Do you remember an early-’90s movie called Shazaam starring Sinbad as a genie? If so, you’re not the only one: According to an article in the British magazine New Statesmen, many people have vivid recollections of seeing this wacky family comedy. There’s just one troubling fact: The movie doesn’t exist. It never did.
So why are hundreds of people apparently convinced that they’ve seen it? Reporter Amelia Tait went deep into that question, diving into internet conspiracy theories and interviewing several people who described the film to her in detail, citing specific scenes, characters, and memories of watching it. The writer also discussed Shazaam‘s appearances on a Reddit community dedicated to “the Mandela Effect,” the Matrix-like theory that we live in a timeline or parallel universe that has been altered in some way: a fringe explanation for shared, false memories like the Shazaam movie (or the idea that the Berenstain Bears was once spelled “Berenstein”).
The article doesn’t contain a comment from the comedian himself, but Tait dug into Sinbad’s tweets, which show that he’s been refuting the existence of this film for years. (“I must have played a genie. Everyone says I did,” he joked in 2009.) And according to Tait, one Twitter user or another still mentions that Sinbad genie movie “nearly every day.”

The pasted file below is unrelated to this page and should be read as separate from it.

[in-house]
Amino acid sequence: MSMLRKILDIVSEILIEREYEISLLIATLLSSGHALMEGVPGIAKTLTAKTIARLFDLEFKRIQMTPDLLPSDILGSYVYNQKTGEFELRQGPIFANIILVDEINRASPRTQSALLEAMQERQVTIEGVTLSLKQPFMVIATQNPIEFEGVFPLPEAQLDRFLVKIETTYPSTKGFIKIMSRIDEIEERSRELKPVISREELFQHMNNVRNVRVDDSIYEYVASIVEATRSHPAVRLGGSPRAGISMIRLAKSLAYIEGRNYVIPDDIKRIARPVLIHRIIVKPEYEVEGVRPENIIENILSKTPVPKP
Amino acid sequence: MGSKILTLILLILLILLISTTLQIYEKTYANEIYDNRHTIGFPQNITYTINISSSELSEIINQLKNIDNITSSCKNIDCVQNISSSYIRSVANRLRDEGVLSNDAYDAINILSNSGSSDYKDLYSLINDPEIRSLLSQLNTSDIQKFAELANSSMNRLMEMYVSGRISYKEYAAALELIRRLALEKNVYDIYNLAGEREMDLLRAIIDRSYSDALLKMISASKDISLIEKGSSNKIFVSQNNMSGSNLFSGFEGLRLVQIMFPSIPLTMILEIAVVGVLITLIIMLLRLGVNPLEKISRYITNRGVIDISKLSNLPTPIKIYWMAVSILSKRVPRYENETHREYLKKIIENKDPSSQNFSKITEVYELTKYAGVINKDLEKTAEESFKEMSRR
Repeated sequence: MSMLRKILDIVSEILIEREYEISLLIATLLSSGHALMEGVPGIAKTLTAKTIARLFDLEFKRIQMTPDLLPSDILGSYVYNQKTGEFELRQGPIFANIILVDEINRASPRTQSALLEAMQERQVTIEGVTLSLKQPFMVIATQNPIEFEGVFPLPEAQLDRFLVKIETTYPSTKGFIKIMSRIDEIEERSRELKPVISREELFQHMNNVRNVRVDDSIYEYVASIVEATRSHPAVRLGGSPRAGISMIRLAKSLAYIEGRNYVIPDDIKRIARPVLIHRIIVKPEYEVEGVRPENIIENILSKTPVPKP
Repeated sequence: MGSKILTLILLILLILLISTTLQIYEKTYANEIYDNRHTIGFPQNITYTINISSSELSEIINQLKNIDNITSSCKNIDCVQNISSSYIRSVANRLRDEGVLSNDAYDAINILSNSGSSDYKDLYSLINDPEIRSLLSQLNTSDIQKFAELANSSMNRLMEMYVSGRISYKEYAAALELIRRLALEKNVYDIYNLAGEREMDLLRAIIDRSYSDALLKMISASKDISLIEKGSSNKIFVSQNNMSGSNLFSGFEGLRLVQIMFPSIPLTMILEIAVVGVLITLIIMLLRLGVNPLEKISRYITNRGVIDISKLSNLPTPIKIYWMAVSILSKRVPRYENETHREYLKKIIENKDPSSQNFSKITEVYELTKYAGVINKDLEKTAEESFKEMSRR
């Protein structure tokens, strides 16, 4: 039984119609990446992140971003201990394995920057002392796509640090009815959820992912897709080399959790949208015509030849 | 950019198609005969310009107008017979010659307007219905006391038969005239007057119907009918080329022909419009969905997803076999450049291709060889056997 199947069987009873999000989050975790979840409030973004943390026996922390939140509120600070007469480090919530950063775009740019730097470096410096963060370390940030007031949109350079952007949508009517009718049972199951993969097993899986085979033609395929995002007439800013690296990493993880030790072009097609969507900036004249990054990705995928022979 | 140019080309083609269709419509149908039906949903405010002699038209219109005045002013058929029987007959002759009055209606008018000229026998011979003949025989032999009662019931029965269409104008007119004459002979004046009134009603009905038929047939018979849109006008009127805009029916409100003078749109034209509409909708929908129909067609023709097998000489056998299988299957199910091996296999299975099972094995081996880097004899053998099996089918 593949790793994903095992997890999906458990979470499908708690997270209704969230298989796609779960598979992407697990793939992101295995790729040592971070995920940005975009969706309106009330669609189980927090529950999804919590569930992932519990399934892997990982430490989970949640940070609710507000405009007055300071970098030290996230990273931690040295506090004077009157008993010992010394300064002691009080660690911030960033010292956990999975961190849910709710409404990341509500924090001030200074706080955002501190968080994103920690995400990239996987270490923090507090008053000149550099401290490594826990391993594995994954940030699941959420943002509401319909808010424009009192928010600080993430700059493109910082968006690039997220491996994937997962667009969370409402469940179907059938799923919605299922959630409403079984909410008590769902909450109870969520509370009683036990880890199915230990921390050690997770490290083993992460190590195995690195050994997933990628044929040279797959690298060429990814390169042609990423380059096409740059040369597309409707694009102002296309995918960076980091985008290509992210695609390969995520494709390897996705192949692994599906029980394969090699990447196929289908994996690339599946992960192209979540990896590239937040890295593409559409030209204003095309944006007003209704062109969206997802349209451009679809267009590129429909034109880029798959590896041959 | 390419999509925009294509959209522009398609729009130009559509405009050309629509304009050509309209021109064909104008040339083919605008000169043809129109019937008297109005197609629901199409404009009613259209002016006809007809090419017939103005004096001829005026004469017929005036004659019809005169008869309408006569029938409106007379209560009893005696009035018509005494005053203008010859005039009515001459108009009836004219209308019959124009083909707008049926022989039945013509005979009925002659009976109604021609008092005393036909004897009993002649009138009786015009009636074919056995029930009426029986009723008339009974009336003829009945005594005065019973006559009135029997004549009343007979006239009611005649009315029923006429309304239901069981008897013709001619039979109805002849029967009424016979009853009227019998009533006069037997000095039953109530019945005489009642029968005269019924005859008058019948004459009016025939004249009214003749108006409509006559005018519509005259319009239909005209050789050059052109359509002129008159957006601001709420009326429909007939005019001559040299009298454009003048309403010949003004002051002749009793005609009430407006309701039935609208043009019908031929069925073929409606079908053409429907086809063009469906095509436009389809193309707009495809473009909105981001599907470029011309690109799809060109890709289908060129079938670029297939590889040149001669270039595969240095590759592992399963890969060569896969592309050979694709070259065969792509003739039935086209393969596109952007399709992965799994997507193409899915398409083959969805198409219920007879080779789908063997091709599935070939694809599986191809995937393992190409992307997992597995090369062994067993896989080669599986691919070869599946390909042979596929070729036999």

One man interviewed in the article has offered a $1,000 reward on Craigslist to anyone who can show him a copy of Shazaam, bootleg, rental, or otherwise. “I want to be able to make it known that the movie is indeed real,” he told New Statesman. While 20-year-old VHS films can be hard to come by, the internet hasn’t offered up even a single shred of evidence — no posters, no clips, nothing — that this particular movie ever existed.
The most logical explanation for the Sinbad-genie-movie phenomenon is that people are conflating details from actual movies with similar titles and storylines. As noted by Tait, the most likely culprit is 1996’s Kazaam, starring Shaquille O’Neal (a.k.a. Shaq, another one-name actor) as a genie who grants wishes. There was also a 1974 TV series called Shazam!, based on the DC Comics superhero — who is also the subject of the upcoming Warner Bros. film Shazam, which doesn’t yet exist, but will. (It’s slated for 2019.)
Shaquille O’Neal in ‘Kazaam’: Watch a trailer:
Got your Shazams and Kazaams straight? Good, because in the aforementioned subreddit about the “Mandela effect,” users also theorize that people are remembering a 1991 BBC movie called Bernard and the Genie (starring comedian Lenny Henry as the genie, opposite Alan Cumming), the 1995 straight-to-video movie Magic Island (featuring Oscar Dillion as a genie-looking character, opposite Zachary Ty Bryan), or the mid-’90s TV series Adventures of Sinbad (featuring Oris Erheuro as a warrior who is also vaguely genie-like in appearance). Factor in foggy childhood memories and an uncomfortable but undeniable element of racism, and one begins to see how all this fantasy fare about magical black men (all shirtless and wearing gold arm bands) congealed into a Sinbad vehicle that doesn’t exist.
Either that, or Shazaam happened in a parallel universe. Read the full, fascinating article here.